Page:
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Top court overturns 2006 conviction for felony murder

Even though he did not try to stop the crime when he was out of immediate danger, a murder suspect was entitled to have a jury consider whether he was acting under duress, the Court of Appeals has held.

The state’s highest court unanimously ordered a new trial for Nathanial P. McMillan, who was convicted of first-degree felony murder despite his argument that he was forced to open a neighbor’s door for two men who robbed, beat and killed the occupant.

McMillan was sentenced in May 2006 to life with the possibility of parole for the felony murder of Herman Haiss, of Prince George’s County. McMillan has been in jail since his arrest in December 2005.

The Court of Appeals heard argument in the case in May 2009 and issued its opinion on Friday.

The decision, one of only six written by Chief Judge Robert M. Bell this year, sent the case back to Prince George’s County Circuit Court for a new trial. A spokesman for the Prince George’s County State’s Attorney’s office could not say Tuesday if a decision had been made yet to retry McMillan.

McMillan’s appellate attorney, Michael T. Morley, a solo practitioner from Washington who took the case pro bono for the Maryland Office of the Public Defender, said Tuesday he was pleased with the outcome.

He said the Court of Appeals removed an additional element the Court of Special Appeals had added to the duress defense when it affirmed McMillan’s conviction in 2008.

The Court of Special Appeals held that, since McMillan “didn’t call police, [the defense] did not apply,” Morley said. “Since the founding of the country that hasn’t been a part of the duress defense and the Court of Appeals corrected that error.”

According to court records, the murder happened on Nov. 16, 2005, in Forest Heights.

Investigators said Haiss, a hunter, had been beaten to death with a baseball bat that was found next to his body. The house had been ransacked and the thieves had taken several weapons from the home, including shotguns, muzzleloaders and a .357-caliber pistol. The word “Crips” was also spray painted on a wall near Haiss.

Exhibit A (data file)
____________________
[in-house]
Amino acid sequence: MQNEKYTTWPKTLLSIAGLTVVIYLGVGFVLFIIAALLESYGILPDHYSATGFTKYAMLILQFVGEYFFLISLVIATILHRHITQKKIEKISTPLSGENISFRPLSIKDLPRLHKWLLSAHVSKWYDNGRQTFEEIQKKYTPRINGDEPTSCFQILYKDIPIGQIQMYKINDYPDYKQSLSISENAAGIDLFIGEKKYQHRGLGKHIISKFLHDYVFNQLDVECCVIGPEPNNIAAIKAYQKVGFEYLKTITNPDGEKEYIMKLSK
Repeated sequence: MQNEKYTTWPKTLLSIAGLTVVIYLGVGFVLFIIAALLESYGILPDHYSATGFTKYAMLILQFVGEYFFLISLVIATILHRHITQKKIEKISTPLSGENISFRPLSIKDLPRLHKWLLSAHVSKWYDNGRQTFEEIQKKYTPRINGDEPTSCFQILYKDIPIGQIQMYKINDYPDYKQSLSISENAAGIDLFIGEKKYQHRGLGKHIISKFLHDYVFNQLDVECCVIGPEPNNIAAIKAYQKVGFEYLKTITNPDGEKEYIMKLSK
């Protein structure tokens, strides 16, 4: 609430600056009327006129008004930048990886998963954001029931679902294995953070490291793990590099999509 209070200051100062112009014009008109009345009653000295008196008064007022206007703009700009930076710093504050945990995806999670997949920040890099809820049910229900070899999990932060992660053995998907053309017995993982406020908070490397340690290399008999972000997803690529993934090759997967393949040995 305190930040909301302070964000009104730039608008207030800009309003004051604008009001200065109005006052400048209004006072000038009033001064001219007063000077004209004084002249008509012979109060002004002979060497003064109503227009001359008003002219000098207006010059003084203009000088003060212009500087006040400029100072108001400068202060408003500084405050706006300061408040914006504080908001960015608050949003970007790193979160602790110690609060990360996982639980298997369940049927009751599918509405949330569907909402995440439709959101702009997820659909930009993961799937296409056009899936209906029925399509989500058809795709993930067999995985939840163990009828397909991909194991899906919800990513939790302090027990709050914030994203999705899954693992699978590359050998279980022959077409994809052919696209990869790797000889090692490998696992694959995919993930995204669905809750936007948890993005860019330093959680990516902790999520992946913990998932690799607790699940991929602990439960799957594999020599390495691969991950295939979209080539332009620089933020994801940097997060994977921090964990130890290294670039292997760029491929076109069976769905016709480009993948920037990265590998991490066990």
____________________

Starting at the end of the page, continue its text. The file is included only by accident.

McMillan told police that the two killers, whom he knew, picked him up from work in an SUV and drove him to Forest Heights. McMillan’s aunt and uncle lived next door to Haiss and McMillan had lived there for 12 years.

McMillan told police all he did was knock on the door, and he did so only because his acquaintances had threatened to kill him if he did not do as they said. He also implied later that if he opened his mouth they would kill him.

He said he never went inside and did not harm Haiss.

There was no DNA or fingerprint evidence placing McMillan inside the home.

However, according to court records, McMillan did not call the police and did not report the murder later.

McMillan was arrested in December 2005 and, during questioning, gave up the names of the two men he said killed Haiss. At trial, witnesses implicated McMillan as a principal in the murder and provided some testimony that would contradict his claim of acting under duress.

McMillan’s trial attorney asked the judge to instruct the jury on duress, but the judge refused, saying there was no evidence that the defendant was in imminent danger of serious bodily harm if he did not participate in the crime. The defense would apply only if “someone is, in effect, holding a gun to his head at the time he commits the crime, and that didn’t happen,” Judge Sherrie L. Krauser ruled.

In a Sept. 8, 2008, decision, the Court of Special Appeals affirmed. It held that duress may be a defense to felony murder but “must be continuous throughout the crime.”

Since McMillan waited outside while the crime was committed, and took no actions to thwart it, the intermediate court said the duress defense would not apply,

The Court of Appeals agreed that duress is a defense to felony murder, in which any party who participates in the underlying felony can be charged with murder if someone is killed. Bell wrote that the question of whether McMillan was truly under duress or could have prevented the murder was one for the jury as long as McMillan provided “some evidence” that he was.

“We do not require that the petitioner [McMillan] make a ‘mad dash’ to escape in the space and time between when the SUV was parked and when he knocked on the victim’s door in order to prove that an escape route was not reasonable,” Bell wrote. “The question of the reasonableness of the fear in a particular situation is one for the jury to weigh.”



Nathaniel Paul McMillan v. State of Maryland, CA, No. 132, September Term 2008. Reported. Opinion by Bell, C.J. Argued May 5, 2009. Filed Aug. 24, 2012.


Is duress an available defense for felony murder?


Duress is an available defense to a felony murder charge and does not require a showing that the defendant attempted to thwart the crime, or contact the police after the duress ended, to be entitled to a jury instruction on the defense.


Michael T. Morley, pro bono for petitioner, on behalf of the Maryland Public Defender of Baltimore. Sarah P. Pritzlaff, assistant attorney general, for respondent.

RecordFax # 12-0824-23 (33 pages)